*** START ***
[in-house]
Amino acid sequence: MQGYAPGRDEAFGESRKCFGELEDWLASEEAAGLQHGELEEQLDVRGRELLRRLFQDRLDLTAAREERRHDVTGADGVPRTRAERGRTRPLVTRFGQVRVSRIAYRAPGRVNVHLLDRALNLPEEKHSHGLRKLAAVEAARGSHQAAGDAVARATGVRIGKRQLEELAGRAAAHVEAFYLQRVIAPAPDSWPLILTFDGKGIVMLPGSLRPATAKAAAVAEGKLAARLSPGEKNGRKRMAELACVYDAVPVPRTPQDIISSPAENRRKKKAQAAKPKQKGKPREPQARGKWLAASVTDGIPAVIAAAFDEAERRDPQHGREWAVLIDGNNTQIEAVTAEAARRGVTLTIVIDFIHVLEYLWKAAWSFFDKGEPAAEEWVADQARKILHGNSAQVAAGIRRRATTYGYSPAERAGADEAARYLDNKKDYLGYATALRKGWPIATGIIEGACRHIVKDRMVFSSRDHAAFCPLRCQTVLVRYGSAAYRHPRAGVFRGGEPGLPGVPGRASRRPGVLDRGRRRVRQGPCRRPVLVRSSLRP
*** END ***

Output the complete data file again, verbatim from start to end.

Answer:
[in-house]
Amino acid sequence: MQGYAPGRDEAFGESRKCFGELEDWLASEEAAGLQHGELEEQLDVRGRELLRRLFQDRLDLTAAREERRHDVTGADGVPRTRAERGRTRPLVTRFGQVRVSRIAYRAPGRVNVHLLDRALNLPEEKHSHGLRKLAAVEAARGSHQAAGDAVARATGVRIGKRQLEELAGRAAAHVEAFYLQRVIAPAPDSWPLILTFDGKGIVMLPGSLRPATAKAAAVAEGKLAARLSPGEKNGRKRMAELACVYDAVPVPRTPQDIISSPAENRRKKKAQAAKPKQKGKPREPQARGKWLAASVTDGIPAVIAAAFDEAERRDPQHGREWAVLIDGNNTQIEAVTAEAARRGVTLTIVIDFIHVLEYLWKAAWSFFDKGEPAAEEWVADQARKILHGNSAQVAAGIRRRATTYGYSPAERAGADEAARYLDNKKDYLGYATALRKGWPIATGIIEGACRHIVKDRMVFSSRDHAAFCPLRCQTVLVRYGSAAYRHPRAGVFRGGEPGLPGVPGRASRRPGVLDRGRRRVRQGPCRRPVLVRSSLRP